When you think of Paris, what do you see?
That iconic tower-tipped skyline? The gilded domes or statuary-topped bridges? Perhaps it’s the image of coffee-sipping throngs in the street-side cafes, or the Gauloises-puffing students sitting on walls, watching the tourists pass. What it probably isn’t is the image of the Jardins des Tuileries planted as vegetable patches, potatoes being grown on avenue Montaigne roofs where chimeneas now sit and camellias bloom. But that’s how it used to look, how it used to be because Paris is a city with a past – it was occupied, it was bombed. it has scars and wounds and, like every beautiful woman, it has secrets.
When I was first giving thought to my new book and wondering about where to set it, Paris was of course an obvious consideration. it always is and all the usual clichés applied – it’s the city of light! the city of love! but when I read in a newspaper about an abandoned apartment that hadn’t been opened in almost seventy years, it wasn’t love or light that sprang to mind.
Quite literally a pocket of air from the dark past was sealed in the middle of the city; life was going on around it, with the tourists and the students and the café-drinkers passing below its very windows, even as inside the dust settled ever more thickly on the treasures and artifacts forgotten within.
It was obvious why the owners had left. A war had been raging. who would want to stay? But one question couldn’t be as easily answered – why had they never come back? When peace had broken out and Paris was free once more, why had the doors remained locked and the windows sealed shut?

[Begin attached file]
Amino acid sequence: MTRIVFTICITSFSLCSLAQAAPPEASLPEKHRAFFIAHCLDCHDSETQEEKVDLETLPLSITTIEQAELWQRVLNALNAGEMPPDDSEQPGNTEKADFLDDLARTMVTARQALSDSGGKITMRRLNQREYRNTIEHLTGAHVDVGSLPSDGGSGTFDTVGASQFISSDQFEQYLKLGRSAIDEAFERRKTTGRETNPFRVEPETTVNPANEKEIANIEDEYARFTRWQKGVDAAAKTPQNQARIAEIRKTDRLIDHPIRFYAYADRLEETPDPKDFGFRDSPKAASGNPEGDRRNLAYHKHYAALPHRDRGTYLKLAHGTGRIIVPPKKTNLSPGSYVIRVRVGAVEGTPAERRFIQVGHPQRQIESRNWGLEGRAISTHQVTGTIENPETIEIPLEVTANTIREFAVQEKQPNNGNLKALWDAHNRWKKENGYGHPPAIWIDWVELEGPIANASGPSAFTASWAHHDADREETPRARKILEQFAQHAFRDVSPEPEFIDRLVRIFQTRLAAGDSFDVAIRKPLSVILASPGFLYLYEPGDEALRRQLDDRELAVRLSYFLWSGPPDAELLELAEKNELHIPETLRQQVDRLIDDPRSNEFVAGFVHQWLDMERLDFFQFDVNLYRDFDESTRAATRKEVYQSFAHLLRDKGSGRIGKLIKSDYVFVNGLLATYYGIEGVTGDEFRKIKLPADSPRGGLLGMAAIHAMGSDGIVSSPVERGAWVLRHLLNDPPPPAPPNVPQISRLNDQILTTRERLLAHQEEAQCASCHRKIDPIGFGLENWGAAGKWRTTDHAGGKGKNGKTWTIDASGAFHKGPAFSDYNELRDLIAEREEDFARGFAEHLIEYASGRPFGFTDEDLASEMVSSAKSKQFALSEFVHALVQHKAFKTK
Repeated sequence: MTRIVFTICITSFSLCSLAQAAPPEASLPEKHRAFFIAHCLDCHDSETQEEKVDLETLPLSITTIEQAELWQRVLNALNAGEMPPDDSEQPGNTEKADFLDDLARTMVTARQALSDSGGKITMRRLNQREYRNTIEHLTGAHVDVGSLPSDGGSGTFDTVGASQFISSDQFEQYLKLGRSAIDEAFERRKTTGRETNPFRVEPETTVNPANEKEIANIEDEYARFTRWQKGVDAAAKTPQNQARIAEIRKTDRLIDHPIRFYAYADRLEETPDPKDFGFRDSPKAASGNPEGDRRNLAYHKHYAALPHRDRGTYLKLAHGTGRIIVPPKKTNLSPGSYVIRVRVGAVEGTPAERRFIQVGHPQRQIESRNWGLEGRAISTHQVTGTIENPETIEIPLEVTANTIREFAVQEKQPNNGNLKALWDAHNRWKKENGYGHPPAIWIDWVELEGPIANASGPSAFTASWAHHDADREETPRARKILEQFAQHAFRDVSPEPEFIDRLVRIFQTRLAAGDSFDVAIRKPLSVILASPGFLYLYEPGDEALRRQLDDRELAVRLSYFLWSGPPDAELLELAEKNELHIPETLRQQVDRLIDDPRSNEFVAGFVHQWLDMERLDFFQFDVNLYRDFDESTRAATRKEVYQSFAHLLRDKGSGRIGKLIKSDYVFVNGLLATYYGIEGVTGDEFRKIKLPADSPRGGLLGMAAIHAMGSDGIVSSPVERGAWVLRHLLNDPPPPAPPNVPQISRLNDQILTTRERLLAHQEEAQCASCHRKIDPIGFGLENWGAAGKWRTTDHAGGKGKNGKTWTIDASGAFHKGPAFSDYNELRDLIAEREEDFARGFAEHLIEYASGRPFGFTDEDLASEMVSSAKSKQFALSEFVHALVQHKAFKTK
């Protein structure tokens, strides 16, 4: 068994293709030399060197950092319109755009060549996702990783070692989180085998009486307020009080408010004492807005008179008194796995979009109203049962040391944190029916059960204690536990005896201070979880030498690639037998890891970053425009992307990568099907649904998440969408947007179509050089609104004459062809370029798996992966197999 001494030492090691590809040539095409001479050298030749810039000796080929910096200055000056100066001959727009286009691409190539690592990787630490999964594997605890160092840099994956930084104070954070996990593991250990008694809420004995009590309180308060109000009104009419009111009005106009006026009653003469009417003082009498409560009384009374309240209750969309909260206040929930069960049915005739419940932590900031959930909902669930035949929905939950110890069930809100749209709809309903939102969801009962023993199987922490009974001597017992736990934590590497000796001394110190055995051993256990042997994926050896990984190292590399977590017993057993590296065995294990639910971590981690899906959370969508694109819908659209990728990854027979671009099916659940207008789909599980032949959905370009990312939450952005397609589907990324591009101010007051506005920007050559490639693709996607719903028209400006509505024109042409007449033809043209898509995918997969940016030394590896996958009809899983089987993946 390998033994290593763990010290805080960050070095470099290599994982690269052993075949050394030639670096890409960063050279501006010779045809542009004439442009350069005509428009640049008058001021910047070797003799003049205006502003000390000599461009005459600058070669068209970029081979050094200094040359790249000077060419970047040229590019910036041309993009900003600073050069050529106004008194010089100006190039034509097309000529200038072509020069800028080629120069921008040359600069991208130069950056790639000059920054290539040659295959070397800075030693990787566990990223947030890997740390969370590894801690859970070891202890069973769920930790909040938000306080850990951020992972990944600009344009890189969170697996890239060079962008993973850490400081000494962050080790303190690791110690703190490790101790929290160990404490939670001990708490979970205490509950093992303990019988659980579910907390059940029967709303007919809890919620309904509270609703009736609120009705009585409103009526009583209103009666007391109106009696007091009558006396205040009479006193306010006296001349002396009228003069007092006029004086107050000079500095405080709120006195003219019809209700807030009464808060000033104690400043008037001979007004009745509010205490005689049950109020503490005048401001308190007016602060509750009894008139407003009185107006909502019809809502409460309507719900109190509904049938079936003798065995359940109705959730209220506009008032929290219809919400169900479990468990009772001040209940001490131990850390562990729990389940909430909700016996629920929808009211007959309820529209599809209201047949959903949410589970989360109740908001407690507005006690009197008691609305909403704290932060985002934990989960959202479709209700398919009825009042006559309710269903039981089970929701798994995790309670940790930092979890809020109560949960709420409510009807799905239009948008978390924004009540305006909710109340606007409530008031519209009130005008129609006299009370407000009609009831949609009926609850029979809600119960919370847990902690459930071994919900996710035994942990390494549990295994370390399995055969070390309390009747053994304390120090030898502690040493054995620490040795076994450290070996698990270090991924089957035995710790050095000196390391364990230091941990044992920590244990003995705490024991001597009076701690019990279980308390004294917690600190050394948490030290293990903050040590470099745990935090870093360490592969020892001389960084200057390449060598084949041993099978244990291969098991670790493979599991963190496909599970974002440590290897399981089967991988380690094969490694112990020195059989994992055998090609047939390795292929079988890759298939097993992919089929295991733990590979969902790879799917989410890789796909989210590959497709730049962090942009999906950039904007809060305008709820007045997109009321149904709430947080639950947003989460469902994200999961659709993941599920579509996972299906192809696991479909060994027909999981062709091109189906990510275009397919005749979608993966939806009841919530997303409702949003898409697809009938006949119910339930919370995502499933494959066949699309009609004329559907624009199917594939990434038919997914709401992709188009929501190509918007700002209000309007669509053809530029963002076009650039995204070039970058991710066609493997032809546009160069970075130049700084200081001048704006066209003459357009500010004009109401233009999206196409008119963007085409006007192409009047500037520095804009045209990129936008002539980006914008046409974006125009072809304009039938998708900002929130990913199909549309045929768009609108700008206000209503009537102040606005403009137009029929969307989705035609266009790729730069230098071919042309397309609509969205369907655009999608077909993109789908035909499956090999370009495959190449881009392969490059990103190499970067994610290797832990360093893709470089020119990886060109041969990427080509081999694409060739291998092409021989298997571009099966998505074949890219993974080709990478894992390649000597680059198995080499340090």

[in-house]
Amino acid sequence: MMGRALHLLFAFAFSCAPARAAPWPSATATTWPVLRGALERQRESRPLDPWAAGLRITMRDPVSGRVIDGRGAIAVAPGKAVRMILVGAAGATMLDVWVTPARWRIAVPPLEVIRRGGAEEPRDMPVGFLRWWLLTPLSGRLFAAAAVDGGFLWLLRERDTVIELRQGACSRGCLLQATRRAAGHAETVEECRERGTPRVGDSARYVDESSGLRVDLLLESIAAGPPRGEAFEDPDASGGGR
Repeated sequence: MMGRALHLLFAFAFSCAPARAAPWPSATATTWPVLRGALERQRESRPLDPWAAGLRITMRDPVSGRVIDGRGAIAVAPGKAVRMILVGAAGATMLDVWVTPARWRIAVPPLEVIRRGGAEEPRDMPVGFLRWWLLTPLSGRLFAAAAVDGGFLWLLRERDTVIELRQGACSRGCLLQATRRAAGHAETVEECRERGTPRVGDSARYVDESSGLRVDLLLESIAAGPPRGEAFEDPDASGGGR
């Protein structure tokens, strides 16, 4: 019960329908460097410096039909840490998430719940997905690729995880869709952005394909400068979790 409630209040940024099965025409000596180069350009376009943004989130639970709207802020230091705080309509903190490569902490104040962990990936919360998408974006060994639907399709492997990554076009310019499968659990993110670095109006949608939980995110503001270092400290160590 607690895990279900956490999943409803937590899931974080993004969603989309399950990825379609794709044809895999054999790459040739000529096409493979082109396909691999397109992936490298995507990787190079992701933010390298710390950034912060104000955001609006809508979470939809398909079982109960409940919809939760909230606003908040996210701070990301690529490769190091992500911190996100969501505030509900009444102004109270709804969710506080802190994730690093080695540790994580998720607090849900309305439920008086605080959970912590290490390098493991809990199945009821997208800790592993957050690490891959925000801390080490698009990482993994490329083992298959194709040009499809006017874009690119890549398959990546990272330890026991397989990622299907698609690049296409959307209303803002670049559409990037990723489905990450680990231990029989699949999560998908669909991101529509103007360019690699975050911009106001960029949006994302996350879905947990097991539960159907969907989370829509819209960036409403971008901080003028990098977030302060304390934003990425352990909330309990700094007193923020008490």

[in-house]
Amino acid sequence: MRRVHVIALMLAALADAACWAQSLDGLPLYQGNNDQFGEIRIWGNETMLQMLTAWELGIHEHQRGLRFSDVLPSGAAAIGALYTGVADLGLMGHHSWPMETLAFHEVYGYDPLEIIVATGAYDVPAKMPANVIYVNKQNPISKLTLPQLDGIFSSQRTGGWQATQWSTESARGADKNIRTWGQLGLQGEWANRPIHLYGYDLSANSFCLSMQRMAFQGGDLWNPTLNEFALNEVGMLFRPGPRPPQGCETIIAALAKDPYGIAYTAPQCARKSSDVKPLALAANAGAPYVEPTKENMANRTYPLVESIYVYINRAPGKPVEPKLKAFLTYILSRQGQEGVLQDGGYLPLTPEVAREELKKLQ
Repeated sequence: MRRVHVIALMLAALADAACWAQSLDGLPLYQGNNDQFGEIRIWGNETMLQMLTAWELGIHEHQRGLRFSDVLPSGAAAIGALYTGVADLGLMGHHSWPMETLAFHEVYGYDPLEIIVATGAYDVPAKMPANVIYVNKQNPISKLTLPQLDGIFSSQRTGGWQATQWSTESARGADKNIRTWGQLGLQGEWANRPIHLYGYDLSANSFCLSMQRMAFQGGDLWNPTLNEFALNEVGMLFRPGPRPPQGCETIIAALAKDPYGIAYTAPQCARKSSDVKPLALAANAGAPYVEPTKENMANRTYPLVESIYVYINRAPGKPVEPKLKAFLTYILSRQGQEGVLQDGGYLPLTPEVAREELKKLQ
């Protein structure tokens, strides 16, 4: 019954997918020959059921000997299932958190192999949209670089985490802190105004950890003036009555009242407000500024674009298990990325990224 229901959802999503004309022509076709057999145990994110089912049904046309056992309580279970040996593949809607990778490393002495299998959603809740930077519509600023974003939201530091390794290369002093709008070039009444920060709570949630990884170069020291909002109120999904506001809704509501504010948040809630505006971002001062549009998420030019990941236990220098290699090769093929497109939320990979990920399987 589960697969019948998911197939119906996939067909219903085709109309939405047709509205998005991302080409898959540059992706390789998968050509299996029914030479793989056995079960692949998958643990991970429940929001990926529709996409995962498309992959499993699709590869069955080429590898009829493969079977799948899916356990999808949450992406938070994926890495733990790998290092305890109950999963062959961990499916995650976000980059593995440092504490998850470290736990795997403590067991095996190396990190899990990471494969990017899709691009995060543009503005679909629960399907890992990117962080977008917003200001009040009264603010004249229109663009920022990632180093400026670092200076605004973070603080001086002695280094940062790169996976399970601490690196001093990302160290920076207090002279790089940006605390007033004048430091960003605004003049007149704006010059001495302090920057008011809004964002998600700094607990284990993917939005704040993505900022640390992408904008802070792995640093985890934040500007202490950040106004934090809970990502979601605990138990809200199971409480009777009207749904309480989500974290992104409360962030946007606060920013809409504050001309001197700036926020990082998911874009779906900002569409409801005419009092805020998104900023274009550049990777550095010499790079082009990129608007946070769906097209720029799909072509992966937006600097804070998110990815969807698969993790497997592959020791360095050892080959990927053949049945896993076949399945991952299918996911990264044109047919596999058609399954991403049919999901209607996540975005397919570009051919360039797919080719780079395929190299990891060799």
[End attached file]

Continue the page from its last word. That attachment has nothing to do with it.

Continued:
In the post-war years, the city became a hub for the free-thinking intellectual elite with Simone de Beauvoir and Jean-Paul Sartre at the left bank helm, whilst over the river, women swarmed the Champs Elysee in Dior's exuberant new look. The love and the light was back, so why weren’t they?
For a writer, it’s not the headline images that ignite the imagination but the grainy snapshots of lives lived below the radar. They can be small and easy to miss, just like that apartment hidden in plain sight where no-one ever thought to question why the curtains were never drawn. So, setting the new book in Paris, the city of light, was an easy decision to make: not because it’s pretty or glamorous or decadent, but because where there’s light, there’s shadow – and that’s where the stories lie.